It has been quite the odyssey for Robert Tuliatu to reach this World Cup.
His journey involves a Greek ship called the Patris, the Oak Cafe at Freemans Waterhole, Newcastle Rugby League club the Cessnock Goannas, a three-year hiatus since breaking through for qualification and reinvesting tournament payments back to a now legalised home federation.
Tuliatu, a forward on the field and lawyer off it, will proudly represent Greece at the World Cup in England throughout the month of October.
"Ultimately our aim is to play with passion and to make our friends, families and country proud. If we do that, anything else is a bonus," Tuliatu told the Newcastle Herald.
The 27-year-old, a former Rebels representative who won a Newcastle RL premiership with junior club Cessnock in 2020, has been named to start at prop for Greece against France at Doncaster's Eco-Power Stadium on Tuesday (5:30am AEST).
The occasion goes beyond just a regular round-one fixture, making history as Greece's first ever World Cup game.
Reaching this international stage has been quite the journey and involves Tuliatu playing Tests against Serbia and Bulgaria as far back as 2017 plus European Championship matches with Ukraine and Malta in 2018.
World Cup was always the end goal, despite last year's 12-month postponement of the tournament and players scattered across the globe.
A now UK-based Tuliatu, currently linked with the London Broncos, says it all feels a bit "surreal" now competition has finally arrived.
"We qualified in 2019, so it has been over three years and the World Cup has been a constant consideration on all of our minds," the former All Saints College student said.
"In that time I finished my law degree and started working in a firm in Newcastle, but I put that on hiatus to take a contract for the London Broncos to better prepare myself for the World Cup and to be closer to the host nation."
Tuliatu's maternal grandparents, more affectionately known as pappou and yiayia, both originate from Crete and took separate trips on board the Patris from Greece to Australia in the early 1960s.
After finding their way to Newcastle, they eventually owned the Oak Cafe at Freemans Waterhole with Tuliatu saying "I distinctly remember visiting that diner as a child".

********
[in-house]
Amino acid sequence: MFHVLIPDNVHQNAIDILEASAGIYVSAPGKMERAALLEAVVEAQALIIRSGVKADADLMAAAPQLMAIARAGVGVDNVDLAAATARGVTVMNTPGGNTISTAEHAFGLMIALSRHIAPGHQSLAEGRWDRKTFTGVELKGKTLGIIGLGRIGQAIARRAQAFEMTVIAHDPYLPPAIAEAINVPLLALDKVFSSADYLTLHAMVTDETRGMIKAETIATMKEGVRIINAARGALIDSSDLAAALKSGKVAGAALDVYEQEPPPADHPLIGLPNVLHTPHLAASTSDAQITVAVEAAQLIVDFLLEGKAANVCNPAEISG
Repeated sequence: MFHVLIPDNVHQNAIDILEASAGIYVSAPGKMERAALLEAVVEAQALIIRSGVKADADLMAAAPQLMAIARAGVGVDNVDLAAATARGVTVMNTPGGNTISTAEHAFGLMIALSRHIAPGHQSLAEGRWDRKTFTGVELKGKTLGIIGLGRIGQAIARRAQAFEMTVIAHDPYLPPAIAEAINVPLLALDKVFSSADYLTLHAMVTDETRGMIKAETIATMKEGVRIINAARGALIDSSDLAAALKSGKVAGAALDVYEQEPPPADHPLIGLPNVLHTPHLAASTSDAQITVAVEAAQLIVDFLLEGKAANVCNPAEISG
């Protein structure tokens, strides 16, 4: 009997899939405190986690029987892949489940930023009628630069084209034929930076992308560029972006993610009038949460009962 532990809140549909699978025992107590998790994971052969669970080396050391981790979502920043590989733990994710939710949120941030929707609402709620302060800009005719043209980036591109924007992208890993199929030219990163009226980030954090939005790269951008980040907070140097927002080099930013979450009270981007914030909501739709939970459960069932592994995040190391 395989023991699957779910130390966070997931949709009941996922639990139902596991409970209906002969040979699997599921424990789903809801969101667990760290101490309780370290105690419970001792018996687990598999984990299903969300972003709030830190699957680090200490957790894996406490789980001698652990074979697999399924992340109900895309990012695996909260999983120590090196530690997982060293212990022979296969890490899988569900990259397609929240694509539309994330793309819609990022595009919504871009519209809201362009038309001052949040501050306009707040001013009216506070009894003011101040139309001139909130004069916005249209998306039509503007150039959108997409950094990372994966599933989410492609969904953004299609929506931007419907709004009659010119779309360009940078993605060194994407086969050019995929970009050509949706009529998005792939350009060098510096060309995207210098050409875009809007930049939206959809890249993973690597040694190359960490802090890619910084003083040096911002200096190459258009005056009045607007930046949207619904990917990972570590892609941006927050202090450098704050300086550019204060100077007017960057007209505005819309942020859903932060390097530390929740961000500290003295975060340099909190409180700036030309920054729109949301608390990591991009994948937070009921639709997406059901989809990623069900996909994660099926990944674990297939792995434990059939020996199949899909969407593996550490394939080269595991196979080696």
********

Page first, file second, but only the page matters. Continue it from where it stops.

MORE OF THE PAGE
"For me to represent their culture and their heritage is an incredibly proud moment," he said.
However, there is a particular clash marked on Tuliatu's calendar, being against Samoa in Doncaster next Monday (October 24, 3am AEST).
"My father is Samoan and I'm equally proud of both of my cultures," he said.
"I won't just be Greek at this World Cup. I'll be representing and carrying myself as Hellenic and Polynesian.
"To represent Greece against Samoa, and take a part of the meeting of these cultures, is an honour."
Tuliatu also recognises the importance of using the World Cup to help continue growing the game in Greece and explains why the squad isn't being paid.
"Greek rugby league have a completely different blue print and metric of success," he said.
"Our federation was recently acknowledged and legalised by the Greek government. Our domestic competition has several thriving teams and our women's team just won the European Championships B against Serbia and Turkey.
"We obviously want to thrive at the highest level, but there is an understanding the game needs to flourish at the grass roots.
"That is one of the reasons our team is not getting paid at this World Cup. The decision was made to reinvest into the federation.
"We have also selected eight players who originated in the Greek domestic competition. And I fully expect each to take the field at the World Cup. They are not token selections. The aim is that these boys take this experience back to Greece and support the game's growth at home."
Greece also tackle hosts England in the preliminary rounds, meeting at Sheffield's Bramall Lane on October 30 (12:30am AEST).
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